AMA Delegates Vote to Stop ICD-10 Implementation

On Tuesday the American Medical Association’s House of Delegates voted to “work vigorously” to stop the implementation of ICD-10-CM/PCS.

“The implementation of ICD-10 will create significant burdens on the practice of medicine with no direct benefit to individual patients’ care,” said Peter W. Carmel, MD, AMA president, in a press release. “At a time when we are working to get the best value possible for our health care dollar, this massive and expensive undertaking will add administrative expense and create unnecessary workflow disruptions. The timing could not be worse as many physicians are working to implement electronic health records into their practices.”

The healthcare industry must upgrade to the new code set on October 1, 2013. The Department of Health and Human Services set the deadline through regulation published in early 2009.

ICD-10 has been a subject of debate for years. The Centers for Disease Control and Prevention and Centers for Medicare and Medicaid Services developed a US version of the international ICD-10 in the late 1990s, but objections from providers and payers reluctant to make the transition held off implementation for 10 years.

AHIMA Expresses ‘Disappointment,’ Disagreement

In a press release, AHIMA indicated its disappointment with the American Medical Association’s House of Delegates vote, saying adoption of a 21st century classification system will bring important benefits to patients, providers, and payers.

“We need to move our disease classification system toward international standards and also align it with the Meaningful Use incentive program as well as value-based reimbursement,” said AHIMA CEO Lynne Thomas Gordon, RHIA, FACHE, in the release.

“The provider reimbursement system is moving to payment for quality care and the use of a more contemporary, detailed coding system that will support quality care, public health, and research both nationally and internationally,” she continued.

AHIMA also stressed that the current ICD-9 classification system—now three decades old—has essentially run out of codes and cannot fully express 21st-century medical knowledge.

“The move to electronic health information and exchange will not benefit the public if we do not also improve the information that these new systems will create and exchange,” said Sue Bowman, RHIA, CCS, AHIMA director of coding policy and compliance.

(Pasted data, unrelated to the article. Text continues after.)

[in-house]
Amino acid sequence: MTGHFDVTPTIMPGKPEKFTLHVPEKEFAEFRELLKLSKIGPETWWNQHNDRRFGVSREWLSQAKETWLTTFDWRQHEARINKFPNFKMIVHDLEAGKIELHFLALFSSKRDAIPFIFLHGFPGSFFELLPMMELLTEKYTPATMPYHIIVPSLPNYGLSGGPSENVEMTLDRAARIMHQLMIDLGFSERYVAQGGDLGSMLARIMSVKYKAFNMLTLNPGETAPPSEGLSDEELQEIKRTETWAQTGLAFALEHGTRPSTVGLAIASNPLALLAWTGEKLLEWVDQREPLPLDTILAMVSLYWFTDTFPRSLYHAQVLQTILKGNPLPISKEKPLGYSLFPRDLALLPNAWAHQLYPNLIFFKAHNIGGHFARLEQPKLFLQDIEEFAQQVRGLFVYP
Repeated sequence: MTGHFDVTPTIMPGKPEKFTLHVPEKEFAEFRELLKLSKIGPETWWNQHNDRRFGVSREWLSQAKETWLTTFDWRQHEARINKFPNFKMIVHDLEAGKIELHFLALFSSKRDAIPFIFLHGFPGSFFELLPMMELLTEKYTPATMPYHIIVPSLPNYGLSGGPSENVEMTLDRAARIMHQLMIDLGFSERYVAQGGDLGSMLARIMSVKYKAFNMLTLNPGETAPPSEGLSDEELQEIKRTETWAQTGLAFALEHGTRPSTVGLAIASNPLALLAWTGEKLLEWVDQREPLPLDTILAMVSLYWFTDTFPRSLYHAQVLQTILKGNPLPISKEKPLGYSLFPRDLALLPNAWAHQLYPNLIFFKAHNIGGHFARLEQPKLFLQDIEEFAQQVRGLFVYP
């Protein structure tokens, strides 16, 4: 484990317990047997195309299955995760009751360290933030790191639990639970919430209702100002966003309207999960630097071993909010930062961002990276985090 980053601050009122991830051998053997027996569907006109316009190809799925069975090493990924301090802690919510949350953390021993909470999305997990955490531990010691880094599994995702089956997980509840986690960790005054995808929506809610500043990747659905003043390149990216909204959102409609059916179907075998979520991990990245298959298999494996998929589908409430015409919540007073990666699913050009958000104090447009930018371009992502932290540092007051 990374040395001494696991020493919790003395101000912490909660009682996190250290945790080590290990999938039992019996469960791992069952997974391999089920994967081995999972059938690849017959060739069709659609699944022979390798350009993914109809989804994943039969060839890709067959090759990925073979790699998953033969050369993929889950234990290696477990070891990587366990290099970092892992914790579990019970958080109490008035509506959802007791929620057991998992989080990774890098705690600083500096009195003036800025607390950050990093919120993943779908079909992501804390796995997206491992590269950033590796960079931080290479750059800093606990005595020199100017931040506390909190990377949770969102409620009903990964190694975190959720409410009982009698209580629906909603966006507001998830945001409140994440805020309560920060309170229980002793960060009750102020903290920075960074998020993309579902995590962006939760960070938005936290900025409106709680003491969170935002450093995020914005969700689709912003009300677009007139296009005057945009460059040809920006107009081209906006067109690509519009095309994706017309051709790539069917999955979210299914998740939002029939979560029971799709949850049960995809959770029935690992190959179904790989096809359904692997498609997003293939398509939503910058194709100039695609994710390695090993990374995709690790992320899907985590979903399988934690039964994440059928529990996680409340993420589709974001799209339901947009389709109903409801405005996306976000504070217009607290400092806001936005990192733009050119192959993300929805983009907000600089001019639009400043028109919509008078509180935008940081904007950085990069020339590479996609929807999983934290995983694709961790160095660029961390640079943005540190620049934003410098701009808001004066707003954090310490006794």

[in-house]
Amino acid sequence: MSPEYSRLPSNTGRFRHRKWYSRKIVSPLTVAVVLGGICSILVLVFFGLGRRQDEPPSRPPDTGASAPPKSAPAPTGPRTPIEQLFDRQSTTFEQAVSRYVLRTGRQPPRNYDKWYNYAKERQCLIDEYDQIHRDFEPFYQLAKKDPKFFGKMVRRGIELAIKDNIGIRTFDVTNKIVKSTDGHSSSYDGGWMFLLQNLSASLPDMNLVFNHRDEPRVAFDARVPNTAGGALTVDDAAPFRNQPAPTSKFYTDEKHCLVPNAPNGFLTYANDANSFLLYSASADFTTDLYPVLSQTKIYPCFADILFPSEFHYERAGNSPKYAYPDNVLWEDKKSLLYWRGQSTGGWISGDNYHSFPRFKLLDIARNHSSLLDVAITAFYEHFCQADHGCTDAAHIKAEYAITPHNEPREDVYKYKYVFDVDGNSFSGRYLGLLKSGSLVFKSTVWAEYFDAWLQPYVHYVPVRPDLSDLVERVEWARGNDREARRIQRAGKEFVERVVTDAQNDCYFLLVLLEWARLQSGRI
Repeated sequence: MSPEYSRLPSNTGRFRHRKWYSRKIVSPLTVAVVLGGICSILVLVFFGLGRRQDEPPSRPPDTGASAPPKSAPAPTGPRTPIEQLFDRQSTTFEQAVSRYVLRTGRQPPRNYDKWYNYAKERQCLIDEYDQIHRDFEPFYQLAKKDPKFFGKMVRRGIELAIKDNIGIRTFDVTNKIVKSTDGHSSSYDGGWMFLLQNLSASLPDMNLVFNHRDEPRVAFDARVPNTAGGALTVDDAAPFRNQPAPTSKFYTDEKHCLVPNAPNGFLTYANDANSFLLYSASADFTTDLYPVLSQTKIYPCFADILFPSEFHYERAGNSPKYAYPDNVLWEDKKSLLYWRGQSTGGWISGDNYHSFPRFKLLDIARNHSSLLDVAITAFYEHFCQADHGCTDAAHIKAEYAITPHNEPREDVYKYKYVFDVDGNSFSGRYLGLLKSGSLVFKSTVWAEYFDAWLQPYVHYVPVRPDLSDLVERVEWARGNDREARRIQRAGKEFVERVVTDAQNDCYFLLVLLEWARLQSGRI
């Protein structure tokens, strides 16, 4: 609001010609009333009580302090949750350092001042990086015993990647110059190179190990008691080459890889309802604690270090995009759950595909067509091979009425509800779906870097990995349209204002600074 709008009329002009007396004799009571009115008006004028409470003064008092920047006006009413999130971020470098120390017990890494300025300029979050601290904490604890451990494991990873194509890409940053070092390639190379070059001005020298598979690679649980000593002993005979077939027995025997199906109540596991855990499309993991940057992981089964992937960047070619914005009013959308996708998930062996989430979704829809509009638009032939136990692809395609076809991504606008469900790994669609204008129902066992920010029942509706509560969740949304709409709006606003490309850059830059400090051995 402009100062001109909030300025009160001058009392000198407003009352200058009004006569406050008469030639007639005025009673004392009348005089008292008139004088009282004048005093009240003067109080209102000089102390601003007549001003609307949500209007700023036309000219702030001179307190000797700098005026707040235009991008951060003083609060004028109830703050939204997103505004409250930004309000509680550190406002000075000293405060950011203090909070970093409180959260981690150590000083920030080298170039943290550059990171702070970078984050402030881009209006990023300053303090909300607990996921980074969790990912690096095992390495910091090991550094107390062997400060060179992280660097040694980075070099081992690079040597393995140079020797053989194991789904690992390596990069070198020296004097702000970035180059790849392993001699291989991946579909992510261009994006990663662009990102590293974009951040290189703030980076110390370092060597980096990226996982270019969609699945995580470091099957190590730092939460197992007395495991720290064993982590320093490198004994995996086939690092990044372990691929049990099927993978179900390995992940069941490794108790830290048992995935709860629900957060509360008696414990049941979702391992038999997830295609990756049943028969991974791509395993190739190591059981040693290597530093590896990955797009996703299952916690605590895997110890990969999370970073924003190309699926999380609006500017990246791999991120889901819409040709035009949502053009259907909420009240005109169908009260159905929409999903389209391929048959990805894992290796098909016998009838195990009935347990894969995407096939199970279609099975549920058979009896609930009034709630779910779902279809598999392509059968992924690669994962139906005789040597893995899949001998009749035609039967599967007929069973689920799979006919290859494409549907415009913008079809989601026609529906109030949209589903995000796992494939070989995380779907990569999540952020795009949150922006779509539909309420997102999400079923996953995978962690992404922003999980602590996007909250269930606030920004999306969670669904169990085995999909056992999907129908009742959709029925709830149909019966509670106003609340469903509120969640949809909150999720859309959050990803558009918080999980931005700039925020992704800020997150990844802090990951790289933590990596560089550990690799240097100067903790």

Differing Assumptions

AHIMA has demonstrated several times that administrative systems can be easily implemented for most primary practices and that specialty practices will use a small number of the codes, Bowman noted.

“The classification system is like a dictionary,” she said. “You only use it for the codes that represent the diseases that your practice encounters, which would not be every code in the book.”

AHIMA has already disagreed with the AMA over its estimated cost of implementation in physician practices.

In its press release, AMA cited a 2008 study by Nachimson Advisors, which forecast that a small three-physician practice would need to spend $83,290 to implement ICD-10, and a 10-physician practice would spend $285,195 to make the coding change.

In a review of the report at the time of its publication, AHIMA found that the forecasts:

  • Failed to address how ICD-10 might benefit the practice of medical care and improve the efficiencies and effectiveness of administrative processes in physician practices and laboratories.
  • Assumed that in the short course of the proposed implementation (essentially three years), practices would be required to implement every potential change related to using an improved classification system. There is nothing in the federal regulation to indicate use of the additional detail available in ICD-10-CM will be required.
  • Ignored the adoption of electronic health records that impact and are impacted by the use of ICD-10-CM.

1 Comment

  1. From reading the article, I do feel it is time to update the ICD-9 CM to a more broader based system of diagnosing. Although I have not had a chance to see how the new ICD-10 would work, if it gravitates to being more detailed for a more specific and accurate diagnois than I believe this should have been done a lot sooner than now and actually this should have been implemented before meaningful use. How can we as medical professionals whether we are the provider the biller or the medical receptionist say that we are complying with meaningful use if we don’t have the proper ICD codes available to diagnosis our patients. One thing I would like to say is that I feel providers should really pay attention to what they are coding on a patients visit. Often times I see that although technology has blessed us with the ability to reduce billing times with the use of PM software but all too often information is used repeatedly from previous visits which result in diagnoses that may no longer apply are still being used because it is being pulled from the system. I would like to see coding done based on actual real time visit. If you have a patient that was diagnosed in the past for a symptom and they have progessed to no longer having that then it should be no longer used. If I am wrong someone please correct me. That is why I feel if the new coding system is more symptom specific and accurate I am all for it, but if a practice is barely thriving and still trying to be compliant then I also believe there should be options so that doctors offices and hospitals are not closing their doors just because they can’t the latest healthcare upgrades. Something has to give, besides if the doors close no one will get any treatment or a diagnosis and that is not the result we all want. Thank you!

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